Naxal violence has no place in democracy: PM
Prime Minister Manmohan Singh on Wednesday said that Centre and state governments must work together to combat Naxalism, while addressing the chief ministers’ annual conference on internal security in the national capital.
Zee Media Bureau
New Delhi: Prime Minister Manmohan Singh on Wednesday said that Centre and state governments must work together to combat Naxalism, while addressing the chief ministers’ annual conference on internal security in the national capital.
The Prime minister stated that the government has instituted several measures in 34 Naxal-hit areas to combat the Naxal menace.
Shifting his focus to rising crimes against women, Dr Singh said his government has enacted several laws to tackle crimes against women.
"There is a need to put in place institutional mechanisms such as sensitisation of policemen," the Prime Minister said at the internal security meet.
On his turn, Union Home Minister Sushil Kumar Shinde said more centre-state co-operation in intelligence sharing has ensured improvement in the anti-Naxal efforts.
Addressing the internal security meet, Shinde said, "The acts of violence with innocents will be dealt with firmly."
Speaking on the Chhattisgarh Naxal attack, Shinde said, "The Naxal attack in Chhattisgarh was an attack on democracy, freedom of people to participate in political activities."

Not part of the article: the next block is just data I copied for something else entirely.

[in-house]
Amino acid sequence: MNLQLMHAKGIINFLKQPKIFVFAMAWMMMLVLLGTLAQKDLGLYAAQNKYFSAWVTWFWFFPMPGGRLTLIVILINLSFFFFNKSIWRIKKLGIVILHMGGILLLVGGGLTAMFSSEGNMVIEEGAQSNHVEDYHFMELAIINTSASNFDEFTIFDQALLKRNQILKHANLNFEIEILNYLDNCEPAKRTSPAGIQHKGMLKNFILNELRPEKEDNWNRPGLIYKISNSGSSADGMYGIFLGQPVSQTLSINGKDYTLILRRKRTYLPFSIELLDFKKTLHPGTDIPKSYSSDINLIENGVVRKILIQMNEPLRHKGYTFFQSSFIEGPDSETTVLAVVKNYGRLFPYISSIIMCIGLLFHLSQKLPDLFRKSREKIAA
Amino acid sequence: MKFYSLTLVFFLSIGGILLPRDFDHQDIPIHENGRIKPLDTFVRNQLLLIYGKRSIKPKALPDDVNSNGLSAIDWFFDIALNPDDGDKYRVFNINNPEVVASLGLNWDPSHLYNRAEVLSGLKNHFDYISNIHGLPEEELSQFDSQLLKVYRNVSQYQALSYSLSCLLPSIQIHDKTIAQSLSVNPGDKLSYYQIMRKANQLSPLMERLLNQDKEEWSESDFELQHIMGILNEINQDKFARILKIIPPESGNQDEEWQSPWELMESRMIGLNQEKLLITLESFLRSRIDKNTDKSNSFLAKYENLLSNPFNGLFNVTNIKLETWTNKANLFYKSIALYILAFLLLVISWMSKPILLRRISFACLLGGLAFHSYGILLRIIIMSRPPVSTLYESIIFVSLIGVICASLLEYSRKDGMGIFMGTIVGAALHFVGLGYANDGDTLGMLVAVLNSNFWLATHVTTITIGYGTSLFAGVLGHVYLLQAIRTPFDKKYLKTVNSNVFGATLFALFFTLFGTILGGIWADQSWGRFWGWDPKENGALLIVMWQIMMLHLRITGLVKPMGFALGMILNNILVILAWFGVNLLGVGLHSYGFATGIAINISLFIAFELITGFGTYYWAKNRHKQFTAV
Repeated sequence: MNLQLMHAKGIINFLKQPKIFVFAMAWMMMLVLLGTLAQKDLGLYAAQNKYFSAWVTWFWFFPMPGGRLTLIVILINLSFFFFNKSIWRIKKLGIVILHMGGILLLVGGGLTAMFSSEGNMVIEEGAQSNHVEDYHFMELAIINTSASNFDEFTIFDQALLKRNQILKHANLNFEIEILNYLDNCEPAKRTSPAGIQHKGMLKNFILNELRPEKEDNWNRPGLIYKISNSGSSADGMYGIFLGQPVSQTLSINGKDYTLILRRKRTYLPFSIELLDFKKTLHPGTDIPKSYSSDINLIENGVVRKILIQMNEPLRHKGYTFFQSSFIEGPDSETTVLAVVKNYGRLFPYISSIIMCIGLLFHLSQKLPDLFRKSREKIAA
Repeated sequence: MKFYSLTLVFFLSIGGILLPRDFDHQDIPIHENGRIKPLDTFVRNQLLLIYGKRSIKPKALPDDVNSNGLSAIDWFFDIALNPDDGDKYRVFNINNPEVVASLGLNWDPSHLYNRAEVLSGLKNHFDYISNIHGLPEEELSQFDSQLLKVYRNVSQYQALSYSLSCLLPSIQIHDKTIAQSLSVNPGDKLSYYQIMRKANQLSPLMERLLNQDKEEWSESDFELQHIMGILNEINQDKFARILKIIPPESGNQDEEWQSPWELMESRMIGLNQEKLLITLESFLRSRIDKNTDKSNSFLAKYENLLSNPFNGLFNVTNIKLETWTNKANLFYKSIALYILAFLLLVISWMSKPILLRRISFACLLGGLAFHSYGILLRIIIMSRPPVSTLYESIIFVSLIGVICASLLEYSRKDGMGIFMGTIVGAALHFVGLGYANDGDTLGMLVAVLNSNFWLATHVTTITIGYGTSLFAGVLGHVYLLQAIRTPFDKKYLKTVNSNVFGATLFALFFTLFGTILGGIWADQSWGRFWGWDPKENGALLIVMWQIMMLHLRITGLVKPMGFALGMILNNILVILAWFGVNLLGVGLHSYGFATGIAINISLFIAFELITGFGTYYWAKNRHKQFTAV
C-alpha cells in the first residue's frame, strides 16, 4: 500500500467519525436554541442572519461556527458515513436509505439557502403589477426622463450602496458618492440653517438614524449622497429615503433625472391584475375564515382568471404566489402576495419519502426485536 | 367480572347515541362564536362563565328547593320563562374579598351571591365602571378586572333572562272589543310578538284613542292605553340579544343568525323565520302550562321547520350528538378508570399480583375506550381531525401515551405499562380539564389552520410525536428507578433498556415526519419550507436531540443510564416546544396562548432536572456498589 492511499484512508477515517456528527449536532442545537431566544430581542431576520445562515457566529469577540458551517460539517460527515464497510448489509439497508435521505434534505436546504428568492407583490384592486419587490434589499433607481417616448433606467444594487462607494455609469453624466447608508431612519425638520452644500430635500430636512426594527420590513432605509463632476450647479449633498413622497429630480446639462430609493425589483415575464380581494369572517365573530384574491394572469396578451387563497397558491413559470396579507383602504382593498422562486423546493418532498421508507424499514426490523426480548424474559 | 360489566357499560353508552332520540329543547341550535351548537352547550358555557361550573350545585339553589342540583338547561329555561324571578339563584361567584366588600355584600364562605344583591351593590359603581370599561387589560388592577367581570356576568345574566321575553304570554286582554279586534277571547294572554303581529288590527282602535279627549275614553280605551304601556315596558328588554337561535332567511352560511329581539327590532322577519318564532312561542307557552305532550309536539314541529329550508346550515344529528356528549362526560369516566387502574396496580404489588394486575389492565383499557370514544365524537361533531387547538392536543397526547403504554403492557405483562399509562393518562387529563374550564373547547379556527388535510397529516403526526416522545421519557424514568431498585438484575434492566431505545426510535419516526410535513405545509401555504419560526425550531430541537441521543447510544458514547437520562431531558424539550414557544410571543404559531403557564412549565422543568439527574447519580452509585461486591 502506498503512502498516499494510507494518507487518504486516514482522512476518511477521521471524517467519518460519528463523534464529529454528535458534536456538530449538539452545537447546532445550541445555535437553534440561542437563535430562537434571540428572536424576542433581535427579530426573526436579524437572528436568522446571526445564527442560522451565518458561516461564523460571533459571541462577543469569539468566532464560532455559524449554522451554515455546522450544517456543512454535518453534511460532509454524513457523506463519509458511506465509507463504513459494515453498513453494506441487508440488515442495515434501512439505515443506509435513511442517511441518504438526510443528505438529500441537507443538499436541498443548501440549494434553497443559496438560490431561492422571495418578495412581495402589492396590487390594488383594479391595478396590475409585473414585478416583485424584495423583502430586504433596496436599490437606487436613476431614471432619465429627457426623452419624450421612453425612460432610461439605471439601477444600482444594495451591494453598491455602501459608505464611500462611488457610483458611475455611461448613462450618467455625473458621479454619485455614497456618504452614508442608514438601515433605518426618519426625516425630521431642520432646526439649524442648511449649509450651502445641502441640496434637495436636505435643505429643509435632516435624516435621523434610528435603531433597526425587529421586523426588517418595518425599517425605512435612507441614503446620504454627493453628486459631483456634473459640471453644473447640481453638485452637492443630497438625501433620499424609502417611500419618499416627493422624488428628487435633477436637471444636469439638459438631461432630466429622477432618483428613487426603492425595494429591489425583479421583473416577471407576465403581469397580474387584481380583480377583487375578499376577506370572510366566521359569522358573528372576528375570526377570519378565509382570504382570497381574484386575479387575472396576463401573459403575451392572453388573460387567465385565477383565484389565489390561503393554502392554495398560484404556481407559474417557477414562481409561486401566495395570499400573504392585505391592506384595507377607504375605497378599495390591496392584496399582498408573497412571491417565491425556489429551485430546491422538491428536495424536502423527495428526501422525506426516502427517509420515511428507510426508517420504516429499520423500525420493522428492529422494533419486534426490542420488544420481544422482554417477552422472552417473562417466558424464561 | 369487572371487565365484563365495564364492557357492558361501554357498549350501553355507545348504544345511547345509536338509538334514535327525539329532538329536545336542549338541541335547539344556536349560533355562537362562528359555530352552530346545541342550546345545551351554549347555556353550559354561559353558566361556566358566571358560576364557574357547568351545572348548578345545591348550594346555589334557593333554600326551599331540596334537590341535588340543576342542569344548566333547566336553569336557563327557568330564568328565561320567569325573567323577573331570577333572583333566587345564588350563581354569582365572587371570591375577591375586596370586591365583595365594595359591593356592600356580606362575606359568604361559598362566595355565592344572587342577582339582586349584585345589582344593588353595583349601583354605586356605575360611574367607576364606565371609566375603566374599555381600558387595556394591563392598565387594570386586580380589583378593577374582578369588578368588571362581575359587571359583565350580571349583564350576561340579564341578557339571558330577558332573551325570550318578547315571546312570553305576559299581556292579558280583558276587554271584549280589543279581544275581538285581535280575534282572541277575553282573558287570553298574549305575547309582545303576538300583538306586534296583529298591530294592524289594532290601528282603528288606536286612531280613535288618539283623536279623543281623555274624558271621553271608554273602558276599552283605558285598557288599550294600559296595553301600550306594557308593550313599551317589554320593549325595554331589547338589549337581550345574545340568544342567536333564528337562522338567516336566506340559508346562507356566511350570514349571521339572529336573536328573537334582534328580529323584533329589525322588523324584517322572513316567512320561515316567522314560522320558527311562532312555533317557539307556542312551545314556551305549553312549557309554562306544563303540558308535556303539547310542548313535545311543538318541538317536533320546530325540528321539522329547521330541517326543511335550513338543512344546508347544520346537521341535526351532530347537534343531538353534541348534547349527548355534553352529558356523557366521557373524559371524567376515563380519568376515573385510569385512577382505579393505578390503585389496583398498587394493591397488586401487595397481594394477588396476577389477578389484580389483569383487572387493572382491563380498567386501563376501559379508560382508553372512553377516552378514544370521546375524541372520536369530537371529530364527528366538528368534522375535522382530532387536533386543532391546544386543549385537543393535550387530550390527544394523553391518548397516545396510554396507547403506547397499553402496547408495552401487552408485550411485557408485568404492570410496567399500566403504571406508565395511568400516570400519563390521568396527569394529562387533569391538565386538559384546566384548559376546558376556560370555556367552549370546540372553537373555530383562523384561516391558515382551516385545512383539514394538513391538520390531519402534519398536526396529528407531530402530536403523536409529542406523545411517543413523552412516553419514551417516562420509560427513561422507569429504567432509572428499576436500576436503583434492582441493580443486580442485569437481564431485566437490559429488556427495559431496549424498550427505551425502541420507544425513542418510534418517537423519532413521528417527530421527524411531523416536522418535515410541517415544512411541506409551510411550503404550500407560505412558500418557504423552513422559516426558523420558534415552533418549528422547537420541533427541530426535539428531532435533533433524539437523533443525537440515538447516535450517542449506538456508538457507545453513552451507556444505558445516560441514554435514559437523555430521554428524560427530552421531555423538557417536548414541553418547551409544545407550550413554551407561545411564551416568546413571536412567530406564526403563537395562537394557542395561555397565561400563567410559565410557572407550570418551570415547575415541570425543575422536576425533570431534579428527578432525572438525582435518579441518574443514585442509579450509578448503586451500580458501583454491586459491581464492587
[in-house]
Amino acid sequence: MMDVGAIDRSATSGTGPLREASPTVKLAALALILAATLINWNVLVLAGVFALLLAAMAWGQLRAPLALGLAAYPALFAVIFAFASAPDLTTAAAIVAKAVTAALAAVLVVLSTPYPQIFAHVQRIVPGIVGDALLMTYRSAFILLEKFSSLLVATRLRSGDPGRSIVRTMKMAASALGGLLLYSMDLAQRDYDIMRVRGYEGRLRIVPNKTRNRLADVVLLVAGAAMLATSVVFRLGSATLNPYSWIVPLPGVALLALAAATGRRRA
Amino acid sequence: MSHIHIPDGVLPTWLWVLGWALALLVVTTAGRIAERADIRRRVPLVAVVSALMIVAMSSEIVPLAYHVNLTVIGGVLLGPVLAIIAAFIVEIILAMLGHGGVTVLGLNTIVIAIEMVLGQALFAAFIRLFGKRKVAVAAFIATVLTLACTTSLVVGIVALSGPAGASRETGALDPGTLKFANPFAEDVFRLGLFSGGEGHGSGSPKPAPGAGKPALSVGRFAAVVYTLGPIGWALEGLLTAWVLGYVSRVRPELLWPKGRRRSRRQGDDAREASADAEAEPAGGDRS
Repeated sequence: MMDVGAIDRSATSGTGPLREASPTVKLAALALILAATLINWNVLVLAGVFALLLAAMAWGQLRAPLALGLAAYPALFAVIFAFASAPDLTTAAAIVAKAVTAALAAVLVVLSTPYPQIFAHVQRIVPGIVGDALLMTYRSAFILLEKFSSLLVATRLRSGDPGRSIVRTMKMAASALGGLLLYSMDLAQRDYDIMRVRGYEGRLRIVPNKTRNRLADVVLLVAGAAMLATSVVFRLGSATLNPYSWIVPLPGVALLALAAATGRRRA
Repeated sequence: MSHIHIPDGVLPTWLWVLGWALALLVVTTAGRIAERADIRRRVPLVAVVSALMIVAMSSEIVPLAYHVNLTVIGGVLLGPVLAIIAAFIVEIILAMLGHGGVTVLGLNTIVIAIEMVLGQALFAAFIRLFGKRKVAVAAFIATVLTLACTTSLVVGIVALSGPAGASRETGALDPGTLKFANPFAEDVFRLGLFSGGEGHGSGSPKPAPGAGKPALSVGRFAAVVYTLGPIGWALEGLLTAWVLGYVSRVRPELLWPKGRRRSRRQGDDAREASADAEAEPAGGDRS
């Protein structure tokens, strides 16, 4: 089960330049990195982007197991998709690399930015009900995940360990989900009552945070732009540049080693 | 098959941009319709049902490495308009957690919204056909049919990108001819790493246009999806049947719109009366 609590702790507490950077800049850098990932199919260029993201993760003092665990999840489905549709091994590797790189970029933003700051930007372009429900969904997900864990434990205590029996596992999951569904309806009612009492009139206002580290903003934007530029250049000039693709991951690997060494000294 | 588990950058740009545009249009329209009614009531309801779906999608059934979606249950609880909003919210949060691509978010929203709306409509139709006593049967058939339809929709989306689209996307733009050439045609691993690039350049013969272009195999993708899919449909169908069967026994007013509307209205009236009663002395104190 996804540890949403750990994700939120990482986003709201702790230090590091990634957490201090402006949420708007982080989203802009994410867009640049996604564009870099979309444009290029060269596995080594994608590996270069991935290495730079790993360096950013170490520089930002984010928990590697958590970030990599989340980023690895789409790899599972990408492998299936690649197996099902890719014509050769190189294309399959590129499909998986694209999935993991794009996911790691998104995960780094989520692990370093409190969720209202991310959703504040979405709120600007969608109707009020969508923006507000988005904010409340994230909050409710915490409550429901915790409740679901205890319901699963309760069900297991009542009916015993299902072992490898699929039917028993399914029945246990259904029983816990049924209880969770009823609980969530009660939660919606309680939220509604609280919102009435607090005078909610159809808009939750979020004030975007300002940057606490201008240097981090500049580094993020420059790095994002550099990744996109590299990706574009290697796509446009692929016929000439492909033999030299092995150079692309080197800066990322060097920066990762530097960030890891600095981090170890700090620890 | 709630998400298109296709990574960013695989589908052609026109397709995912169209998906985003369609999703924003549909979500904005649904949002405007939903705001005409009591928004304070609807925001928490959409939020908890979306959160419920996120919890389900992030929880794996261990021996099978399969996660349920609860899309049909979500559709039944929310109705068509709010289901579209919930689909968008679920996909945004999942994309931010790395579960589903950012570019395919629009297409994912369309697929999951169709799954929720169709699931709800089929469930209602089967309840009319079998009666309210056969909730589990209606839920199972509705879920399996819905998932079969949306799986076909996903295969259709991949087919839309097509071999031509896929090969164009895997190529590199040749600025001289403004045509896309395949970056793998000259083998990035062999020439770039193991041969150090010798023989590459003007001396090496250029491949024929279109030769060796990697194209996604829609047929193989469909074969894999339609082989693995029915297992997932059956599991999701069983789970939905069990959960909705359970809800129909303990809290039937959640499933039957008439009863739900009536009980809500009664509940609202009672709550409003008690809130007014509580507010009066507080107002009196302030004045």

Gujarat CM Narendra Modi, Bihar CM Nitish Kumar, Madhya Predesh CM Shivraj Singh Chauhan, Chhattisgarh CM Raman Singh, Odisha CM Naveen Patnaik and Jammu and Kashmir CM Omar Abdullah are the non-Congress CMs who are attending the internal security meet called by the Prime Minister.
Meanwhile, Tamil Nadu CM Jayalalithaa and her West Bengal counterpart Mamata Banerjee are not attending the crucial Chief Ministers’ conference on internal security.
Today’s annual conference on internal security will seal the fate of the Union Home Ministry’s ambitious National Counter Terrorism Centre (NCTC), which has met stiff opposition from some non-Congress ruled states.
Envisaged for the first time in 2009, post 26/11, the NCTC ran into rough weather immediately following stiff opposition by several state governments mainly over its power to unilaterally search, seize and arrest.
With General Elections scheduled for 2014, many within the security establishment are viewing this as one last effort of the MHA to cobble up support for the ambitious project which has not been able to take off so far.
The government is keen to build consensus on the controversial NCTC and the anti-Naxal strategy in wake of the May 25 Chhattisgarh attack.
However, today’s NCTC meeting may become another platform for the Centre and states to squabble over “federal issues”.
The bureaucrats who have brainstormed and revised the NCTC proposal are already blaming the political class for trying to stall the major counter-terror project.
In a virtual snub to the UPA government, Tamil Nadu Chief Minister Jayalalithaa is of the view that such conferences held by the Centre have become an “annual ritualistic exercise and very little opportunity was given to chief ministers to express their views”.
Her West Bengal counterpart Banerjee, who will also skip the meeting, however, has not cited any reason on why she is skipping the meet.
As the atmosphere gets charged for today’s meet, Home Minister Sushilkumar Shinde is also expected to take up non-controversial issues to win some points with states.
The MHA will discuss creation of a “separate intelligence cadre” in states to have dedicated officers for intelligence gathering.
With Agency inputs